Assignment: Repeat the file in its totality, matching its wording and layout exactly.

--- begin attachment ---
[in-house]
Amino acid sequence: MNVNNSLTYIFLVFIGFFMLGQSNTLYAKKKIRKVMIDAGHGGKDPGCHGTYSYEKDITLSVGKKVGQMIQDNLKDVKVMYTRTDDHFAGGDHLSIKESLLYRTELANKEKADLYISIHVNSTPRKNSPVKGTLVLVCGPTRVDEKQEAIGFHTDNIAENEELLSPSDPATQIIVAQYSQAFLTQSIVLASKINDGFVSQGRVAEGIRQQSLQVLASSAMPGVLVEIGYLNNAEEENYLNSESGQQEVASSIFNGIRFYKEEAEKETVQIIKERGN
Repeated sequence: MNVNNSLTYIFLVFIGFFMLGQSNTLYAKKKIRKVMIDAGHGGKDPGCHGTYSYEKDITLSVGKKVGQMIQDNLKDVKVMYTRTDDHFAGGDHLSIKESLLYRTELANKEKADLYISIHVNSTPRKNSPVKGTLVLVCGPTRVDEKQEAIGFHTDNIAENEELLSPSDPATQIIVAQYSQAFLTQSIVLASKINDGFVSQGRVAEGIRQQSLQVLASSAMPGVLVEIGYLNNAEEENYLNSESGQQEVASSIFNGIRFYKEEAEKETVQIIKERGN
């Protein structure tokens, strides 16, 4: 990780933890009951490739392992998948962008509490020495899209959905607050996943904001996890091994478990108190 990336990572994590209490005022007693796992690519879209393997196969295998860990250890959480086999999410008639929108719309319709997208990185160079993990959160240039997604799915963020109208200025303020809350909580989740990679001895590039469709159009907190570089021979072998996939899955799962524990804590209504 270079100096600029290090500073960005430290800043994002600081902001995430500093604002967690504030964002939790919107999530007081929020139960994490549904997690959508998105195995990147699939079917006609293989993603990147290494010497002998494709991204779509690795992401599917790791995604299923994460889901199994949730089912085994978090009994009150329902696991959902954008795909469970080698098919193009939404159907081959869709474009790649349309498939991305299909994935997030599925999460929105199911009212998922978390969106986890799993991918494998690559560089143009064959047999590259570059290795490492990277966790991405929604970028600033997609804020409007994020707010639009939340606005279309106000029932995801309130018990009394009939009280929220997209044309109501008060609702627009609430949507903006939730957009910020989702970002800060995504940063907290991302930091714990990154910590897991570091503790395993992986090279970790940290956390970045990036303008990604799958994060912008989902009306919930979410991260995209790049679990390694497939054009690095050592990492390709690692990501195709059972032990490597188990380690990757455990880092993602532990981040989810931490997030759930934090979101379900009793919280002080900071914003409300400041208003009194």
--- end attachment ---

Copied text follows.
[in-house]
Amino acid sequence: MNVNNSLTYIFLVFIGFFMLGQSNTLYAKKKIRKVMIDAGHGGKDPGCHGTYSYEKDITLSVGKKVGQMIQDNLKDVKVMYTRTDDHFAGGDHLSIKESLLYRTELANKEKADLYISIHVNSTPRKNSPVKGTLVLVCGPTRVDEKQEAIGFHTDNIAENEELLSPSDPATQIIVAQYSQAFLTQSIVLASKINDGFVSQGRVAEGIRQQSLQVLASSAMPGVLVEIGYLNNAEEENYLNSESGQQEVASSIFNGIRFYKEEAEKETVQIIKERGN
Repeated sequence: MNVNNSLTYIFLVFIGFFMLGQSNTLYAKKKIRKVMIDAGHGGKDPGCHGTYSYEKDITLSVGKKVGQMIQDNLKDVKVMYTRTDDHFAGGDHLSIKESLLYRTELANKEKADLYISIHVNSTPRKNSPVKGTLVLVCGPTRVDEKQEAIGFHTDNIAENEELLSPSDPATQIIVAQYSQAFLTQSIVLASKINDGFVSQGRVAEGIRQQSLQVLASSAMPGVLVEIGYLNNAEEENYLNSESGQQEVASSIFNGIRFYKEEAEKETVQIIKERGN
């Protein structure tokens, strides 16, 4: 990780933890009951490739392992998948962008509490020495899209959905607050996943904001996890091994478990108190 990336990572994590209490005022007693796992690519879209393997196969295998860990250890959480086999999410008639929108719309319709997208990185160079993990959160240039997604799915963020109208200025303020809350909580989740990679001895590039469709159009907190570089021979072998996939899955799962524990804590209504 270079100096600029290090500073960005430290800043994002600081902001995430500093604002967690504030964002939790919107999530007081929020139960994490549904997690959508998105195995990147699939079917006609293989993603990147290494010497002998494709991204779509690795992401599917790791995604299923994460889901199994949730089912085994978090009994009150329902696991959902954008795909469970080698098919193009939404159907081959869709474009790649349309498939991305299909994935997030599925999460929105199911009212998922978390969106986890799993991918494998690559560089143009064959047999590259570059290795490492990277966790991405929604970028600033997609804020409007994020707010639009939340606005279309106000029932995801309130018990009394009939009280929220997209044309109501008060609702627009609430949507903006939730957009910020989702970002800060995504940063907290991302930091714990990154910590897991570091503790395993992986090279970790940290956390970045990036303008990604799958994060912008989902009306919930979410991260995209790049679990390694497939054009690095050592990492390709690692990501195709059972032990490597188990380690990757455990880092993602532990981040989810931490997030759930934090979101379900009793919280002080900071914003409300400041208003009194």